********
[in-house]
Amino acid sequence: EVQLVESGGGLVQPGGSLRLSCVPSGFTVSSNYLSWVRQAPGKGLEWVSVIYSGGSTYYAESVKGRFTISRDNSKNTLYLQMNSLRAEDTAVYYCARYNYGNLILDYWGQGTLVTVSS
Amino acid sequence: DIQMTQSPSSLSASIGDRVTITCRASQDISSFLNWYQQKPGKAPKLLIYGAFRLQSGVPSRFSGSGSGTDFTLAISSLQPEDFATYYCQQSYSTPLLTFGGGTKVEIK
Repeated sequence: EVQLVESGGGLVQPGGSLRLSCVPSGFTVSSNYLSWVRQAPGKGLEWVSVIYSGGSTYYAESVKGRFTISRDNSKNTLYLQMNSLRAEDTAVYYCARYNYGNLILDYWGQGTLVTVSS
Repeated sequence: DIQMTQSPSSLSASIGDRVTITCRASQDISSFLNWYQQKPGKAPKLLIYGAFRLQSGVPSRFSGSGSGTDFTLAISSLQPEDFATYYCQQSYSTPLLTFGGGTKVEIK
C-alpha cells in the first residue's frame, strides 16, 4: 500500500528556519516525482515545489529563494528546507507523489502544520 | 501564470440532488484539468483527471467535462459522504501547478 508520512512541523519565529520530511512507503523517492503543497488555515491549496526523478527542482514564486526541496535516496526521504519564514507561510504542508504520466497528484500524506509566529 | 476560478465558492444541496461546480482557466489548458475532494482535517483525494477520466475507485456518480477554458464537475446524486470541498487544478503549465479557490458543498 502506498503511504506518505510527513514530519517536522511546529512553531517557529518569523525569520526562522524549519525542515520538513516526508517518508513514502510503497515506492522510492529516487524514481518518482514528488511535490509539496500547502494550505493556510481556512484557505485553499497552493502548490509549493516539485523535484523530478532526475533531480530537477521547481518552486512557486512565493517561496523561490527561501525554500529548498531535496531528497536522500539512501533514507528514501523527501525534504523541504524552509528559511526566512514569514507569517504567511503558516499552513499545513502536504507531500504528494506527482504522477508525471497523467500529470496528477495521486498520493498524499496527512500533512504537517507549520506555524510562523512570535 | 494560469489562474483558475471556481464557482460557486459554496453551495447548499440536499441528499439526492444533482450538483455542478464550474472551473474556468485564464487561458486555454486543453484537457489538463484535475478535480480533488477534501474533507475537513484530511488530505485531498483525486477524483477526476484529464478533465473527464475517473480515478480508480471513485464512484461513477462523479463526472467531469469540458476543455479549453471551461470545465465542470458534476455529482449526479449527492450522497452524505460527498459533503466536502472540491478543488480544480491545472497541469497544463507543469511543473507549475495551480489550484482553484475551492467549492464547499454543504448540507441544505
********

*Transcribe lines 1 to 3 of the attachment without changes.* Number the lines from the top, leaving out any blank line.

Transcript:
[in-house]
Amino acid sequence: EVQLVESGGGLVQPGGSLRLSCVPSGFTVSSNYLSWVRQAPGKGLEWVSVIYSGGSTYYAESVKGRFTISRDNSKNTLYLQMNSLRAEDTAVYYCARYNYGNLILDYWGQGTLVTVSS
Amino acid sequence: DIQMTQSPSSLSASIGDRVTITCRASQDISSFLNWYQQKPGKAPKLLIYGAFRLQSGVPSRFSGSGSGTDFTLAISSLQPEDFATYYCQQSYSTPLLTFGGGTKVEIK